RIP Cassini

Space, the environment, new discoveries and new uses for old ones
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John Q. Public
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RIP Cassini

Postby John Q. Public » Wed Sep 13, 2017 12:04 pm

A couple years of my brother's work goes poof on Friday. :cry:

Meanwhile, here's a link to a look inside Mission Control. Sorry I can't embed it, but here's a screen cap. Yep. Still the same JPL.

Cassini 4 Dummies.jpg


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Professor Fate
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Re: RIP Cassini

Postby Professor Fate » Wed Sep 13, 2017 4:16 pm

Dr Earl Maize, Nasa's Cassini programme manager, told the BBC: "If Cassini runs out of fuel it would be uncontrolled and the possibility that it could crash-land on the moons of Titan and/or Enceladus are unacceptably high.

For the sake of argument, would that be such a bad thing? If we could try a somewhat controlled crash landing on one of those moons, maybe there would be some wreckage to find and study in 2317.
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John Q. Public
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Re: RIP Cassini

Postby John Q. Public » Wed Sep 13, 2017 5:37 pm

Not really, considering that what it might crash into could be far more interesting than a bunch of metal we've already seen. And there could be more to be learned by sending it into Saturn. They're concerned about those two moons, in particular, because they think they could be capable of supporting life of some kind.
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Omar Bongo
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Re: RIP Cassini

Postby Omar Bongo » Wed Sep 13, 2017 5:40 pm

For the sake of argument, would that be such a bad thing?

Why, just because we can? What would be the point?
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Professor Fate
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Re: RIP Cassini

Postby Professor Fate » Wed Sep 13, 2017 6:18 pm

John Q. Public wrote:And there could be more to be learned by sending it into Saturn.

Yeah, I figured that would be the case, but I just thought it would be cool for future explorers/colonists to find and study a piece of history.
Well, obviously we have giant butterflies in CA. They's climbin' in your windows, They's snatchin' your people up, tryin' to steal 'em. So y'all need to hide your kids, hide your stars, and hide your coaches cause they're grabin' everybody out here.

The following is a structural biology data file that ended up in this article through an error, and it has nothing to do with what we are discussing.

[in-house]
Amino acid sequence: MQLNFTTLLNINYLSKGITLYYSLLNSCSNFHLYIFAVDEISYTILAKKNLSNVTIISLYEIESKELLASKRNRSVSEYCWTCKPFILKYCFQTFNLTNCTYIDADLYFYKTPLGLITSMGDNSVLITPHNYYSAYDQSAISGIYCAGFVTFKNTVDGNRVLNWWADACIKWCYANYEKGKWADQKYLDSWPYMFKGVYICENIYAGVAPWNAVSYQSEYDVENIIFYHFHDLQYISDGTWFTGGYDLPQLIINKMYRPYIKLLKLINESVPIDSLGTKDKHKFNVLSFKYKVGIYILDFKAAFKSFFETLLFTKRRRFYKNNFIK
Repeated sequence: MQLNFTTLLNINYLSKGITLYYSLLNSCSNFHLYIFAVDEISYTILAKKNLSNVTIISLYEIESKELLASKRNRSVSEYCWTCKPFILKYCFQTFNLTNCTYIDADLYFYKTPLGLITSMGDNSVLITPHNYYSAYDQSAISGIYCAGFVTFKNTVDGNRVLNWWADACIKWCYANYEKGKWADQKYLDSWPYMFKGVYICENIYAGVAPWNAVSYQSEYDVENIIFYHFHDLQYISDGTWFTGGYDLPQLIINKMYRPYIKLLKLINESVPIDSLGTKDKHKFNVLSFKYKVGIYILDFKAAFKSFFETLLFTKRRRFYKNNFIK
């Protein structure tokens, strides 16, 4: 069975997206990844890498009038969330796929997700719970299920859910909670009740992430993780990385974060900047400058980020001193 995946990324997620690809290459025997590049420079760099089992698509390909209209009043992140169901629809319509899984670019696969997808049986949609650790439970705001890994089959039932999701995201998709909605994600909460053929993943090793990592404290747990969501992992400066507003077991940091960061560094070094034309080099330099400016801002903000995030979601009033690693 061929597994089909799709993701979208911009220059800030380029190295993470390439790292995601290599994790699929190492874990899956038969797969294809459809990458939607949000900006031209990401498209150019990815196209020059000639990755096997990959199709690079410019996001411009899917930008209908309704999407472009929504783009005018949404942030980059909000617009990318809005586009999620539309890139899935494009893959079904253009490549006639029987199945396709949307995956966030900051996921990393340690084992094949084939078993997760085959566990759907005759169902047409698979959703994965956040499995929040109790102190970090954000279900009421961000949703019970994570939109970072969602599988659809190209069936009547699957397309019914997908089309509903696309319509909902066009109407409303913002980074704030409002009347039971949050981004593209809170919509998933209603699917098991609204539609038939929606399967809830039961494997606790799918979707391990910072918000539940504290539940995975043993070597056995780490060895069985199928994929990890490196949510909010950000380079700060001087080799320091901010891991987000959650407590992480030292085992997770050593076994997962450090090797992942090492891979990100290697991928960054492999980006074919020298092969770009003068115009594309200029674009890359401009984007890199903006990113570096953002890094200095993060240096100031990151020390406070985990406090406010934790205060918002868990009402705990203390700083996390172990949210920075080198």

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John Q. Public
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Re: RIP Cassini

Postby John Q. Public » Fri Sep 15, 2017 12:11 pm

Oh right. Another good reason for not crashing it into one of the moons - it was nuclear powered. Much better to vaporize it.
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Professor Fate
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Re: RIP Cassini

Postby Professor Fate » Fri Sep 15, 2017 12:22 pm

Good idea. Thanks Cassini. RIP
Well, obviously we have giant butterflies in CA. They's climbin' in your windows, They's snatchin' your people up, tryin' to steal 'em. So y'all need to hide your kids, hide your stars, and hide your coaches cause they're grabin' everybody out here.

MDDad
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Re: RIP Cassini

Postby MDDad » Fri Sep 15, 2017 12:37 pm

John Q. Public wrote:Oh right. Another good reason for not crashing it into one of the moons - it was nuclear powered. Much better to vaporize it.

Unless we're concerned about the Klingons possibly scavenging the debris and benefiting from out technology, what difference does it make if Cassini crashes or is vaporized?

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John Q. Public
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Re: RIP Cassini

Postby John Q. Public » Fri Sep 15, 2017 4:02 pm

One of the moons has water and one has methane. Both point to the possibility of life of some sort. Contaminating either with alien plutonium wouldn't be especially wise.
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Professor Fate
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Re: RIP Cassini

Postby Professor Fate » Fri Sep 15, 2017 4:15 pm

Pu-239 has a half-life of 24,100 years and Pu-241's half-life is 14.4 years. Substances with shorter half-lives decay more quickly than those with longer half-lives, so they emit more energetic radioactivity. Like any radioactive isotopes, plutonium isotopes transform when they decay.
Well, obviously we have giant butterflies in CA. They's climbin' in your windows, They's snatchin' your people up, tryin' to steal 'em. So y'all need to hide your kids, hide your stars, and hide your coaches cause they're grabin' everybody out here.

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